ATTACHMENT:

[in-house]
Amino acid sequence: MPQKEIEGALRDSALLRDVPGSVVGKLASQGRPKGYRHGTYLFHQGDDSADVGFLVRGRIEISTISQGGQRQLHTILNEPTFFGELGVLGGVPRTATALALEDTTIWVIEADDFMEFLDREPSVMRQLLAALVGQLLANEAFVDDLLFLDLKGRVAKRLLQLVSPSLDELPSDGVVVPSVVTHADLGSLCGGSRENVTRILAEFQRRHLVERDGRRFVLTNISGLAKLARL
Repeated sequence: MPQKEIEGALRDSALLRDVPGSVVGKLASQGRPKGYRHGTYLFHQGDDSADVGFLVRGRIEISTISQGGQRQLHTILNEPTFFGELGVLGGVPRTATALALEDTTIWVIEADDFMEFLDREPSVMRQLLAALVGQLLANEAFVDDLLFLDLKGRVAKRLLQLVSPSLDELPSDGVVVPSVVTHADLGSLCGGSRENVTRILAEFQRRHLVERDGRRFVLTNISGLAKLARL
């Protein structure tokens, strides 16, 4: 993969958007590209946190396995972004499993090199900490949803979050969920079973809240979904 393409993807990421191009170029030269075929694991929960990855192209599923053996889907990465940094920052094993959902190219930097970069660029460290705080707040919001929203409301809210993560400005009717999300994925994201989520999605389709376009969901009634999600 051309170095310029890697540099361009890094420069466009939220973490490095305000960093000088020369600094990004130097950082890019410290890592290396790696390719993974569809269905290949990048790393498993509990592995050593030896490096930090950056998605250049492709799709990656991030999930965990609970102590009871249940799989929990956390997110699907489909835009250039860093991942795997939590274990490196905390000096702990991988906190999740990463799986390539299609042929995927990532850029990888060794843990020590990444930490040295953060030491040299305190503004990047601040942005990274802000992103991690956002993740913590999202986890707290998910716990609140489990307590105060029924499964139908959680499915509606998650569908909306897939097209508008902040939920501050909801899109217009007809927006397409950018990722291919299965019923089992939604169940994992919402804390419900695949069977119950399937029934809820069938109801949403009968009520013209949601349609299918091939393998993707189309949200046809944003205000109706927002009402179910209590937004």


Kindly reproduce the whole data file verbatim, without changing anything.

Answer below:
[in-house]
Amino acid sequence: MPQKEIEGALRDSALLRDVPGSVVGKLASQGRPKGYRHGTYLFHQGDDSADVGFLVRGRIEISTISQGGQRQLHTILNEPTFFGELGVLGGVPRTATALALEDTTIWVIEADDFMEFLDREPSVMRQLLAALVGQLLANEAFVDDLLFLDLKGRVAKRLLQLVSPSLDELPSDGVVVPSVVTHADLGSLCGGSRENVTRILAEFQRRHLVERDGRRFVLTNISGLAKLARL
Repeated sequence: MPQKEIEGALRDSALLRDVPGSVVGKLASQGRPKGYRHGTYLFHQGDDSADVGFLVRGRIEISTISQGGQRQLHTILNEPTFFGELGVLGGVPRTATALALEDTTIWVIEADDFMEFLDREPSVMRQLLAALVGQLLANEAFVDDLLFLDLKGRVAKRLLQLVSPSLDELPSDGVVVPSVVTHADLGSLCGGSRENVTRILAEFQRRHLVERDGRRFVLTNISGLAKLARL
């Protein structure tokens, strides 16, 4: 993969958007590209946190396995972004499993090199900490949803979050969920079973809240979904 393409993807990421191009170029030269075929694991929960990855192209599923053996889907990465940094920052094993959902190219930097970069660029460290705080707040919001929203409301809210993560400005009717999300994925994201989520999605389709376009969901009634999600 051309170095310029890697540099361009890094420069466009939220973490490095305000960093000088020369600094990004130097950082890019410290890592290396790696390719993974569809269905290949990048790393498993509990592995050593030896490096930090950056998605250049492709799709990656991030999930965990609970102590009871249940799989929990956390997110699907489909835009250039860093991942795997939590274990490196905390000096702990991988906190999740990463799986390539299609042929995927990532850029990888060794843990020590990444930490040295953060030491040299305190503004990047601040942005990274802000992103991690956002993740913590999202986890707290998910716990609140489990307590105060029924499964139908959680499915509606998650569908909306897939097209508008902040939920501050909801899109217009007809927006397409950018990722291919299965019923089992939604169940994992919402804390419900695949069977119950399937029934809820069938109801949403009968009520013209949601349609299918091939393998993707189309949200046809944003205000109706927002009402179910209590937004």